News & Views

Rise in low-code tools
 

Two-thirds of software developers have increased use of low-code development tools since the pandemic according to research by Nuxeo (www.nuxeo.com).

Research found that 70% of software developers believe digital transformation had become more of a priority to their organization since Covid-19, but 47% say they lack the tools to build applications and products quickly enough to meet deadlines, while a further 44% say that their organization has abandoned application projects because they took too long.

The report, ‘The Low-Code Imperative’ (www.nuxeo.com/resources/low-code-research) explores how common the use of low-code development tools is among software developers and how that has changed since the pandemic. Over 60% of software developers use low-code developments tools only occasionally or rarely, although 55% say their employer encourages them to use low-code development tools more.

“The pandemic has only served to accelerate digital transformation programmes that were already underway, with businesses having to shift further online, provide new customer experiences and deliver better products quicker than ever,” says Chris McLaughlin, Chief Product and Marketing Officer, Nuxeo.  “Organizations need the right tools to improve agility, flexibility and to respond to market demands quicker – for content-based applications, the right tools means low-code development.”

Low-code development tools were shown to provide a range of benefits to the businesses that use them.  The biggest benefit was that such tools simplify the development process (35%), but differentiating from the competition (25%), helping the company be more innovative (25%) and improving the customer experience (24%) were also mentioned.  Customer experience and differentiating a brand have become even more important over 2020 and low-code development tools allow organisations to improve both and bring content-based apps to market significantly quicker.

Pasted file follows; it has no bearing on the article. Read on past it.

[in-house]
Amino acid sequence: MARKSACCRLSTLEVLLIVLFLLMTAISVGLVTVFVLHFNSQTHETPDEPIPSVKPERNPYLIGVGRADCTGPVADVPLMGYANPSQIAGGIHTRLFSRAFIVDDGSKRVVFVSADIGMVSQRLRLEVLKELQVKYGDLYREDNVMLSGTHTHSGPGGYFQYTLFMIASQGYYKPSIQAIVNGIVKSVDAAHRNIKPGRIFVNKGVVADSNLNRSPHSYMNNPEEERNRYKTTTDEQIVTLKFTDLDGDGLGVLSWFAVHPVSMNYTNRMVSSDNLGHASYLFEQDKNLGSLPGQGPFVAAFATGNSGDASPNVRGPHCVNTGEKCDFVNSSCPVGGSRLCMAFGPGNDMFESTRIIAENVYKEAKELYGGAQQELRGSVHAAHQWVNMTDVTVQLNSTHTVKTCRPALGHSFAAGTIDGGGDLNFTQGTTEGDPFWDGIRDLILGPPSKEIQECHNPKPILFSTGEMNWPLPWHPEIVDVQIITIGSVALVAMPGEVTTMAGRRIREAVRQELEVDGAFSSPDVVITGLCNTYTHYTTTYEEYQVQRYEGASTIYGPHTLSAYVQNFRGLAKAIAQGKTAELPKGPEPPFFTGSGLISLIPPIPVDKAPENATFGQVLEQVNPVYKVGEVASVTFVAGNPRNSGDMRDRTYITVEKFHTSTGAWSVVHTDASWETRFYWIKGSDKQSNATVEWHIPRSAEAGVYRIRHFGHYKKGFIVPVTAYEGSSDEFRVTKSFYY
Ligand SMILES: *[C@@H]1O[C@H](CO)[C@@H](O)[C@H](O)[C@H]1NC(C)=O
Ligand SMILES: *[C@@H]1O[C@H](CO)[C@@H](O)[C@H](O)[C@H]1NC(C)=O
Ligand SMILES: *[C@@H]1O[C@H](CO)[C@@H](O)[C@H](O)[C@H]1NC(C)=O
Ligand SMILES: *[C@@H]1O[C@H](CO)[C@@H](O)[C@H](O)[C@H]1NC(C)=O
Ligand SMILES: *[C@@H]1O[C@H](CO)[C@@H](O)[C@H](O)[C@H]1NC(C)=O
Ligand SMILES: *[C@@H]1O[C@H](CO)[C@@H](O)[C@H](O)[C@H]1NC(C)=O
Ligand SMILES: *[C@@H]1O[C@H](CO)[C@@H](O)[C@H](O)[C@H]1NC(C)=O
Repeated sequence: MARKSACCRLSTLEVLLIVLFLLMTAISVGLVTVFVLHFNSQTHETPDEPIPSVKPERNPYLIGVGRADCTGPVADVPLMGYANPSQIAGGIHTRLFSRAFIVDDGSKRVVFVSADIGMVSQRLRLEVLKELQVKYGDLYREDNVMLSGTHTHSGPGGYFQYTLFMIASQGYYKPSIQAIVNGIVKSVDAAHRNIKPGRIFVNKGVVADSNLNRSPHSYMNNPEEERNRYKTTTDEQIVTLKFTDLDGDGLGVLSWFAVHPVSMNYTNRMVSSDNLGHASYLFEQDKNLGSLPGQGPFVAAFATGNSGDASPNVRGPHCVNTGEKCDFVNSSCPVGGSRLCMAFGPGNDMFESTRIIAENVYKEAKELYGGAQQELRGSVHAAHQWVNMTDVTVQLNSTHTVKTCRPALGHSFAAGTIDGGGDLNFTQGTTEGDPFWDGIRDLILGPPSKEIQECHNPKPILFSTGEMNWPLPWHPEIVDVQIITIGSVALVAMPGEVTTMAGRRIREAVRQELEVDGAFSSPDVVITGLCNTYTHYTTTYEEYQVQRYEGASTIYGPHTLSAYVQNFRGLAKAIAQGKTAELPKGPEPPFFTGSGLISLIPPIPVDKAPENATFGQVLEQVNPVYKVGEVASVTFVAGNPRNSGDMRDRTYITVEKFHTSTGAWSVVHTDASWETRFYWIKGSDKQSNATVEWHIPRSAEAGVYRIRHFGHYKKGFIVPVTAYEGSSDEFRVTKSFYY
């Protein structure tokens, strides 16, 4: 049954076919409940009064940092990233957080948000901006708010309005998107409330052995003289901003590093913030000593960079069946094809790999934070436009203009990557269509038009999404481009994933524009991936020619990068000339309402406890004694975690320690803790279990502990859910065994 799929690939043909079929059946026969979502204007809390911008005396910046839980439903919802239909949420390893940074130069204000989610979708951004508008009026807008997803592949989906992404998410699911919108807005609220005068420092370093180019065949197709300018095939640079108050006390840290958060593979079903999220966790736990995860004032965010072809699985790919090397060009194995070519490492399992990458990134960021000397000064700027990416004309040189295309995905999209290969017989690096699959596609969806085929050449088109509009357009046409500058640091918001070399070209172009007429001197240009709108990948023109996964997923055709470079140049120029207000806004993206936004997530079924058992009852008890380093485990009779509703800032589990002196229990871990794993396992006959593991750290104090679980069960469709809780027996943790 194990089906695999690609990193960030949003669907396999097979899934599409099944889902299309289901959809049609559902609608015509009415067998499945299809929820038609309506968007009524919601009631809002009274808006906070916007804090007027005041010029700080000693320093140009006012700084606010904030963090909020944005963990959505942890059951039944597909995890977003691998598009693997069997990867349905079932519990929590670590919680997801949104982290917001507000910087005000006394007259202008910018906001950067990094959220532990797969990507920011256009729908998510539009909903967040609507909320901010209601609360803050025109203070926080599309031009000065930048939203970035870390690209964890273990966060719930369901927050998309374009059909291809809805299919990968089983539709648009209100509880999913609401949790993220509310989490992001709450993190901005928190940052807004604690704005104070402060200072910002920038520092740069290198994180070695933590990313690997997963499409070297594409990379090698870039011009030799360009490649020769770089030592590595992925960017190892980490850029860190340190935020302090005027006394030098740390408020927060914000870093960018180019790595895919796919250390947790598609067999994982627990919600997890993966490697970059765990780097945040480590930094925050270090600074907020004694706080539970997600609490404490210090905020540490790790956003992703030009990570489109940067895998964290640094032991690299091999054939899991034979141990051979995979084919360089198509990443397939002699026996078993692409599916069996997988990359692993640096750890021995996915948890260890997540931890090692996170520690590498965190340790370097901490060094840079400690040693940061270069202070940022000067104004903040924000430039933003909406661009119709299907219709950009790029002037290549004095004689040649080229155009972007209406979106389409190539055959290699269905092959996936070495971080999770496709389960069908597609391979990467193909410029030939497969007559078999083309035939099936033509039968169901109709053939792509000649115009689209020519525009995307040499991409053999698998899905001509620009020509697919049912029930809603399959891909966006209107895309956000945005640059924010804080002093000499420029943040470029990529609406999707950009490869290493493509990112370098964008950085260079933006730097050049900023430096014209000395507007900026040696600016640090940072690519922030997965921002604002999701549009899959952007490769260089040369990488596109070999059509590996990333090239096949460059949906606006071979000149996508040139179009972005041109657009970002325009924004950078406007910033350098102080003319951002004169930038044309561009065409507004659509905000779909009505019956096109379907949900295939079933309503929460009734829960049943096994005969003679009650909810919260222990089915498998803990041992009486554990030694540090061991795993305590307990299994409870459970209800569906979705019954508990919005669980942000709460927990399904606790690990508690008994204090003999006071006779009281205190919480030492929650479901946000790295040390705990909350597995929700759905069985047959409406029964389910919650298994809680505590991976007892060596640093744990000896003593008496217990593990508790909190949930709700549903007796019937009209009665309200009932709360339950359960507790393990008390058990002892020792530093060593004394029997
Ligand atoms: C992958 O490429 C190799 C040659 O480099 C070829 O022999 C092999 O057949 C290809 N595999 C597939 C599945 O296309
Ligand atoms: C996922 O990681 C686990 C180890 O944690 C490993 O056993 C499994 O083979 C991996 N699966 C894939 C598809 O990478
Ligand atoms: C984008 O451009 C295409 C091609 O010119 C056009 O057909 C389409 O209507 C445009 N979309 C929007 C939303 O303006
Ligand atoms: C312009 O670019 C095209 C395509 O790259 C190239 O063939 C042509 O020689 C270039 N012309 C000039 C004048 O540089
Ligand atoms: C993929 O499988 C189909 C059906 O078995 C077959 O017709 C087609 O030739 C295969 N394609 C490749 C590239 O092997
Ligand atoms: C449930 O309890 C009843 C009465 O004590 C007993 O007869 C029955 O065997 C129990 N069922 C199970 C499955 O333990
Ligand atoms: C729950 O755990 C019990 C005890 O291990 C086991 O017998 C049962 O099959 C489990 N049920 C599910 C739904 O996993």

There are also personal benefits to software developers from using low-code development tools.  More than one-third say doing so makes for more effective use of their time, 32% say it enables them to do more varied and interesting work and 29% believe they can bring more value to the organization.  This highlights the impact that low-code tools can have on areas such as retention and personal development and this is driving demand by software developers who want to use low-code tools in their organization’s app development.

In addition, Nuxeo’s research reveals that 43% of respondents say it takes more than three months in their organization to complete a typical content-based application.  Content is vital both internally and externally, so in a fast-paced business environment this is simply too long to deliver a content-based app.  Common reasons that a content-based application project would be abandoned include an inability to respond quickly enough to changing market requirements (22%) and the project simply taking too long (15%).

“It’s always been important to be agile, flexible and innovative but it’s become even more so this year,” continues McLaughlin. “To achieve this, organiztions need to bring their content-based applications to market much quicker and with a minimum of cost and complexity, and low-code tools will play an increasingly central role in doing so.”

The Nuxeo research paper – ‘The Low-Code Imperative: the mounting urgency to transform content and optimization as service innovation tops the business agenda’ – is available at (www.nuxeo.com/resources/low-code-research)